I have thought about the use of objects and artefacts alongside photographic work, but these artists have prompted me to think about the possibility of some form of three-dimensional photographic work. In one of my principal areas of interest (urban development), Felicity Hammond has produced more sculptural work, and at her Unseen exhibition, printed modified developer CGIs on plastic sheeting and attached these to scaffolding structures.

Felicity Hammond, A Global Sense of Place, Unseen, 2019

The challenge for me is to combine this three-dimensional photographic work with portability. Projection on to a surface is also a possibility.

Resources

Sasan Abri
http://www.sasanabri.com/

Parisa Aminolahi
http://parisaaminolahi.blogspot.com/p/cv.html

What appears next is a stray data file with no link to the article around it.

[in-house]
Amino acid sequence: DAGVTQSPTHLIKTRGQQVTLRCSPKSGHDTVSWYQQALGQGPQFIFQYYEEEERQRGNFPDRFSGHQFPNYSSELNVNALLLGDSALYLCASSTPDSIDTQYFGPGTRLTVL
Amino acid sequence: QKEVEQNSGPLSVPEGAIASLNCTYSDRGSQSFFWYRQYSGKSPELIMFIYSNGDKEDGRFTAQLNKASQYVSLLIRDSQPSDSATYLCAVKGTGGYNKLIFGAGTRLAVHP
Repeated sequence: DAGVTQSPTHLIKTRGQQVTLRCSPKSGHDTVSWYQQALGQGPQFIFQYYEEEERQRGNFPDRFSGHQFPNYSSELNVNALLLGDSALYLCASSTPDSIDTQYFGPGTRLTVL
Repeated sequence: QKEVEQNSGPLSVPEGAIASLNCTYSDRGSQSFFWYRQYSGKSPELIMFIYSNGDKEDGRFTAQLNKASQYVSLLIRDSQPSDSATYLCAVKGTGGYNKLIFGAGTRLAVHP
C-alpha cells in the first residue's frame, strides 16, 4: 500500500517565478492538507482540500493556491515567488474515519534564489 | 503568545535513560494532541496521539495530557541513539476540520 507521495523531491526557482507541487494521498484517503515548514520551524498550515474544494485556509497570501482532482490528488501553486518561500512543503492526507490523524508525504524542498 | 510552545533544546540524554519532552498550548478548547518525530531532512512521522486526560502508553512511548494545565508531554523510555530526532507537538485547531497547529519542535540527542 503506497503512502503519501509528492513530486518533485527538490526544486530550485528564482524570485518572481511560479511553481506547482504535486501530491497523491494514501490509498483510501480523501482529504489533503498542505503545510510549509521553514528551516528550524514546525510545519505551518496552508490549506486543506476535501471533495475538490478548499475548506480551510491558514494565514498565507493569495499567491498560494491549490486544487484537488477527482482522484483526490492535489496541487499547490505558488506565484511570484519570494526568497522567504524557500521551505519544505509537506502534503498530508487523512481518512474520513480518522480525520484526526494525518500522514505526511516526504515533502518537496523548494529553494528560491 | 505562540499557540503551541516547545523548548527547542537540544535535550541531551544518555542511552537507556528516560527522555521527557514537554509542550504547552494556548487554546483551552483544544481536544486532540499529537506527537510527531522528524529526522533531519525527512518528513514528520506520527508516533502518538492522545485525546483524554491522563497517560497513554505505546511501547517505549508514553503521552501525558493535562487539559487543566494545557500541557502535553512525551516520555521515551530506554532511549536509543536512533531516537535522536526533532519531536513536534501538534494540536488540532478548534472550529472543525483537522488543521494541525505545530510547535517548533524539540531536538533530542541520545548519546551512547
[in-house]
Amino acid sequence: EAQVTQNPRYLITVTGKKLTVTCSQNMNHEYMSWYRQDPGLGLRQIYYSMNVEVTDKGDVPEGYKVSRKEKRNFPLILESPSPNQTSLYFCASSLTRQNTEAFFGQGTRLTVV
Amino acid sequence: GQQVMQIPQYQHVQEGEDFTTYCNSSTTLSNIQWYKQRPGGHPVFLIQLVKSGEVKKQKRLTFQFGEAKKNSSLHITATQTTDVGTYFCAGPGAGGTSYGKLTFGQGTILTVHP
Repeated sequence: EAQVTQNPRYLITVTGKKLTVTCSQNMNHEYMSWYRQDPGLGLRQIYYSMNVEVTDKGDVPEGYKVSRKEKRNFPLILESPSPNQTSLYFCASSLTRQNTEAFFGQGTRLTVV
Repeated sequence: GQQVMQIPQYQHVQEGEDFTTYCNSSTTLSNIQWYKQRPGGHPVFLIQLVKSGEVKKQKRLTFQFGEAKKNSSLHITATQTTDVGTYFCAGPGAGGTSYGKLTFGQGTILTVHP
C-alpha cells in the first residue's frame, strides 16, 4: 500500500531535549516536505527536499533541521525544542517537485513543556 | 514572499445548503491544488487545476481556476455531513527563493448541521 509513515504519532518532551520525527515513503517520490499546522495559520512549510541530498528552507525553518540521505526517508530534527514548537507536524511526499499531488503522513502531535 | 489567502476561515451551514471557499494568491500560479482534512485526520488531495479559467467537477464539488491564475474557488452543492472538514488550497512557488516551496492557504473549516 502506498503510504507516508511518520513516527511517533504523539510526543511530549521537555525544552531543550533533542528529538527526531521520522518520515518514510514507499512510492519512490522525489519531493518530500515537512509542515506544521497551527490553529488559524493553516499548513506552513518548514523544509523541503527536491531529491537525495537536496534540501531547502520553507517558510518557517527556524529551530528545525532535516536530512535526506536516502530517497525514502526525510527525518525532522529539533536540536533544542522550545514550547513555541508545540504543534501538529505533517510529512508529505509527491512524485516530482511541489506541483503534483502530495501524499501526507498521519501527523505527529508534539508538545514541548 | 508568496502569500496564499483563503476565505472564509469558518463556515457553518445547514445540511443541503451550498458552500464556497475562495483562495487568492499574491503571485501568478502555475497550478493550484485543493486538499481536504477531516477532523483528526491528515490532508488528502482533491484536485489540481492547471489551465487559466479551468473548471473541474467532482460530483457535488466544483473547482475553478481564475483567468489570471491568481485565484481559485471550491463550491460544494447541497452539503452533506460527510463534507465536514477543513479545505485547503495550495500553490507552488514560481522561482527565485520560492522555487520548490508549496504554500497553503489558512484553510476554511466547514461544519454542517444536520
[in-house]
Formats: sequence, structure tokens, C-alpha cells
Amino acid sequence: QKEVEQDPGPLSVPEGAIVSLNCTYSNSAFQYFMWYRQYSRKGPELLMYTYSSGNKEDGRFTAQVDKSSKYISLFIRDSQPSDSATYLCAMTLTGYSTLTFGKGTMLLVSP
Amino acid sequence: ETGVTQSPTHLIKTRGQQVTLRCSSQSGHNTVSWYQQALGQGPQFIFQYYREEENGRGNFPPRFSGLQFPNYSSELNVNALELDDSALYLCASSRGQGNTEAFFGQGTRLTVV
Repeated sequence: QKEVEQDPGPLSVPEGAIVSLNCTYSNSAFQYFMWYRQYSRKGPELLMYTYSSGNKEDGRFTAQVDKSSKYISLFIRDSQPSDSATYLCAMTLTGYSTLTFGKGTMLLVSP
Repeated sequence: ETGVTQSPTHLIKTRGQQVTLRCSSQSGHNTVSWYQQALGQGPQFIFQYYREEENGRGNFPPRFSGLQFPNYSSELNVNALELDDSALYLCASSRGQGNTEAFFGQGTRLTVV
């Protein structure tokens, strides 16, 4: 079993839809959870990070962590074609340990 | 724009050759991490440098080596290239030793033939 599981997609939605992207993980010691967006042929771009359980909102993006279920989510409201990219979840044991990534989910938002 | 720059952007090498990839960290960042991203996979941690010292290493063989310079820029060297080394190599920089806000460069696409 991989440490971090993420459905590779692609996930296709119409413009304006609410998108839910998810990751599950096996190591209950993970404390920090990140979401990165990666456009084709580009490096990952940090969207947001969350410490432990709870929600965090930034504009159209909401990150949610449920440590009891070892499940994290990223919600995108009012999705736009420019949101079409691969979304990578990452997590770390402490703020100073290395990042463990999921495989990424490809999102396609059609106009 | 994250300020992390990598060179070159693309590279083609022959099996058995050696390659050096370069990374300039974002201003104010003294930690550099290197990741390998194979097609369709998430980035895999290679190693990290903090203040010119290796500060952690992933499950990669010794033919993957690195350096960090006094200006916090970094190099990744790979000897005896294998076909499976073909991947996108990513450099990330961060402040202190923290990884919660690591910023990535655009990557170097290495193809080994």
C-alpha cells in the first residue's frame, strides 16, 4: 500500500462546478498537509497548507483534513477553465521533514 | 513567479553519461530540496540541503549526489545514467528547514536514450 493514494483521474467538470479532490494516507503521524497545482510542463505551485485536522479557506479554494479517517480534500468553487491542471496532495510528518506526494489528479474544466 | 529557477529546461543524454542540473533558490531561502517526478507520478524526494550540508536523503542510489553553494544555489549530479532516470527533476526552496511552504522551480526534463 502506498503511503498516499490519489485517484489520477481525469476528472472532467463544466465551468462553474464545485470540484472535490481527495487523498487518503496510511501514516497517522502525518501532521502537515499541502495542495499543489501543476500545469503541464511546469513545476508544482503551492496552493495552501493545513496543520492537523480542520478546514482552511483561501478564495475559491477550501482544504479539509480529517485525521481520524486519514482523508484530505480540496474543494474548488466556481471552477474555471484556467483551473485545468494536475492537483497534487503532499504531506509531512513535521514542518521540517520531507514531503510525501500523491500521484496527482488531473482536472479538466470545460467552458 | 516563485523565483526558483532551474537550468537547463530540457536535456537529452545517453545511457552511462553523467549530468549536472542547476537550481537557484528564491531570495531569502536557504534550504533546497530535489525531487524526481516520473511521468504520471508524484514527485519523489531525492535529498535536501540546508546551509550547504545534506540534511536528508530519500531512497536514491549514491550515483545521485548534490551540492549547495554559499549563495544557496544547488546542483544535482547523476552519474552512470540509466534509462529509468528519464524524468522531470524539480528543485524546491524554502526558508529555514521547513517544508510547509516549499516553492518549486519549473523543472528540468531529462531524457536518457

Sylvie Bonnot
http://www.sylviebonnot.com/default.asp?lg=gb

Felicity Hammond
http://www.felicityhammond.com

Adam Jeppesen
http://www.adamjeppesen.com

The book as object/archive

I was fortunate to be able to talk to Lukas Birk at Unseen. A number of his projects have given rise to ‘archive’ style publications, where a range of different kinds of images are brought together into a single place around a central common theme. For my project, his ‘FERNWEH – a man’s journey‘ is particularly interesting. This brings together a number small A5 handmade books, some of which are altered texts, and others of which are collections of found or family photographs. Individually each has its own theme and identity, and collectively (presented together in a box), according to Birk, they constitute ‘a riveting travelogue memoir that unwraps the lifetime of three generations of men who shared a passion for traveling, photography and the mountains’.